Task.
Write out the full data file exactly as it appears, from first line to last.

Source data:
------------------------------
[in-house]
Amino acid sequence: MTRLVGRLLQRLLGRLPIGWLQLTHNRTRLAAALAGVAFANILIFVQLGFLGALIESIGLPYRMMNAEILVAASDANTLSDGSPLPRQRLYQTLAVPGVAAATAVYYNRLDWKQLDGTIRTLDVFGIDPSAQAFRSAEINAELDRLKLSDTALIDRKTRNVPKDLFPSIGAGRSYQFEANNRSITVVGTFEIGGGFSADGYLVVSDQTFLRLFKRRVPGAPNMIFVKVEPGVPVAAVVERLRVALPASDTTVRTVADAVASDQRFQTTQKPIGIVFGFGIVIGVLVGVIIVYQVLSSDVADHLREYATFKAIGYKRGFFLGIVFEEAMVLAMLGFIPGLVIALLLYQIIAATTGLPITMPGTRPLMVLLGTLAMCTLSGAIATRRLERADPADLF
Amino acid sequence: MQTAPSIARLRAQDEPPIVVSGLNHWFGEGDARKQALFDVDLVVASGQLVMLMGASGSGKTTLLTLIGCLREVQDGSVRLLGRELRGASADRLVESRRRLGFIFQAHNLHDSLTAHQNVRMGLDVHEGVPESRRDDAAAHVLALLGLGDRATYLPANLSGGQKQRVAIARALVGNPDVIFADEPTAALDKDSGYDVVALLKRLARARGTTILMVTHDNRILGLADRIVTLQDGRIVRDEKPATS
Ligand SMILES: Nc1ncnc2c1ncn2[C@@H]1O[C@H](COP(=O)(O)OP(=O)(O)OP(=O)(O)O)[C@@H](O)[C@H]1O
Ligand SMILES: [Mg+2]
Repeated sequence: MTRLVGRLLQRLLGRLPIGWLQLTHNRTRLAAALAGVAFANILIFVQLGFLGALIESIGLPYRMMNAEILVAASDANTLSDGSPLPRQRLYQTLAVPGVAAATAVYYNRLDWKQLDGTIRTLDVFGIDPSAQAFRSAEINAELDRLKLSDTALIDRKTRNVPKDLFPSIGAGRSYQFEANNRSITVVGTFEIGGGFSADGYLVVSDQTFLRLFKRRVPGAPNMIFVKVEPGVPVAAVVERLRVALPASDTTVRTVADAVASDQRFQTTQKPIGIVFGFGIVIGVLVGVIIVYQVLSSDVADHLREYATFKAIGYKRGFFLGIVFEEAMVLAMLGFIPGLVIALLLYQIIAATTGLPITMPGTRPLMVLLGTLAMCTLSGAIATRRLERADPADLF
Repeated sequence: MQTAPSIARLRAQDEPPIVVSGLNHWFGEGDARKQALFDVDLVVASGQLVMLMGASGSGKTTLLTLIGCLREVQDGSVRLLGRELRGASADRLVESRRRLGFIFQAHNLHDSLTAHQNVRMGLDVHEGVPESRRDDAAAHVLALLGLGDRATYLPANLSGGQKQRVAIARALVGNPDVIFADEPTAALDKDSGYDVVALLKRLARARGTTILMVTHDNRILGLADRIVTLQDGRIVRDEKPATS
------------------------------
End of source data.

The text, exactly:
[in-house]
Amino acid sequence: MTRLVGRLLQRLLGRLPIGWLQLTHNRTRLAAALAGVAFANILIFVQLGFLGALIESIGLPYRMMNAEILVAASDANTLSDGSPLPRQRLYQTLAVPGVAAATAVYYNRLDWKQLDGTIRTLDVFGIDPSAQAFRSAEINAELDRLKLSDTALIDRKTRNVPKDLFPSIGAGRSYQFEANNRSITVVGTFEIGGGFSADGYLVVSDQTFLRLFKRRVPGAPNMIFVKVEPGVPVAAVVERLRVALPASDTTVRTVADAVASDQRFQTTQKPIGIVFGFGIVIGVLVGVIIVYQVLSSDVADHLREYATFKAIGYKRGFFLGIVFEEAMVLAMLGFIPGLVIALLLYQIIAATTGLPITMPGTRPLMVLLGTLAMCTLSGAIATRRLERADPADLF
Amino acid sequence: MQTAPSIARLRAQDEPPIVVSGLNHWFGEGDARKQALFDVDLVVASGQLVMLMGASGSGKTTLLTLIGCLREVQDGSVRLLGRELRGASADRLVESRRRLGFIFQAHNLHDSLTAHQNVRMGLDVHEGVPESRRDDAAAHVLALLGLGDRATYLPANLSGGQKQRVAIARALVGNPDVIFADEPTAALDKDSGYDVVALLKRLARARGTTILMVTHDNRILGLADRIVTLQDGRIVRDEKPATS
Ligand SMILES: Nc1ncnc2c1ncn2[C@@H]1O[C@H](COP(=O)(O)OP(=O)(O)OP(=O)(O)O)[C@@H](O)[C@H]1O
Ligand SMILES: [Mg+2]
Repeated sequence: MTRLVGRLLQRLLGRLPIGWLQLTHNRTRLAAALAGVAFANILIFVQLGFLGALIESIGLPYRMMNAEILVAASDANTLSDGSPLPRQRLYQTLAVPGVAAATAVYYNRLDWKQLDGTIRTLDVFGIDPSAQAFRSAEINAELDRLKLSDTALIDRKTRNVPKDLFPSIGAGRSYQFEANNRSITVVGTFEIGGGFSADGYLVVSDQTFLRLFKRRVPGAPNMIFVKVEPGVPVAAVVERLRVALPASDTTVRTVADAVASDQRFQTTQKPIGIVFGFGIVIGVLVGVIIVYQVLSSDVADHLREYATFKAIGYKRGFFLGIVFEEAMVLAMLGFIPGLVIALLLYQIIAATTGLPITMPGTRPLMVLLGTLAMCTLSGAIATRRLERADPADLF
Repeated sequence: MQTAPSIARLRAQDEPPIVVSGLNHWFGEGDARKQALFDVDLVVASGQLVMLMGASGSGKTTLLTLIGCLREVQDGSVRLLGRELRGASADRLVESRRRLGFIFQAHNLHDSLTAHQNVRMGLDVHEGVPESRRDDAAAHVLALLGLGDRATYLPANLSGGQKQRVAIARALVGNPDVIFADEPTAALDKDSGYDVVALLKRLARARGTTILMVTHDNRILGLADRIVTLQDGRIVRDEKPATS